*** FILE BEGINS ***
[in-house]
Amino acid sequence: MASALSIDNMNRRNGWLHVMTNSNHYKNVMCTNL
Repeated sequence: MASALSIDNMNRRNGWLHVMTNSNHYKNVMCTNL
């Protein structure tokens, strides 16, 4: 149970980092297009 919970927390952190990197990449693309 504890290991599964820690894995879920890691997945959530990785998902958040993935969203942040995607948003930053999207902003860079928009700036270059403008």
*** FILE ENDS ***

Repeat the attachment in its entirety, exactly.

[in-house]
Amino acid sequence: MASALSIDNMNRRNGWLHVMTNSNHYKNVMCTNL
Repeated sequence: MASALSIDNMNRRNGWLHVMTNSNHYKNVMCTNL
């Protein structure tokens, strides 16, 4: 149970980092297009 919970927390952190990197990449693309 504890290991599964820690894995879920890691997945959530990785998902958040993935969203942040995607948003930053999207902003860079928009700036270059403008």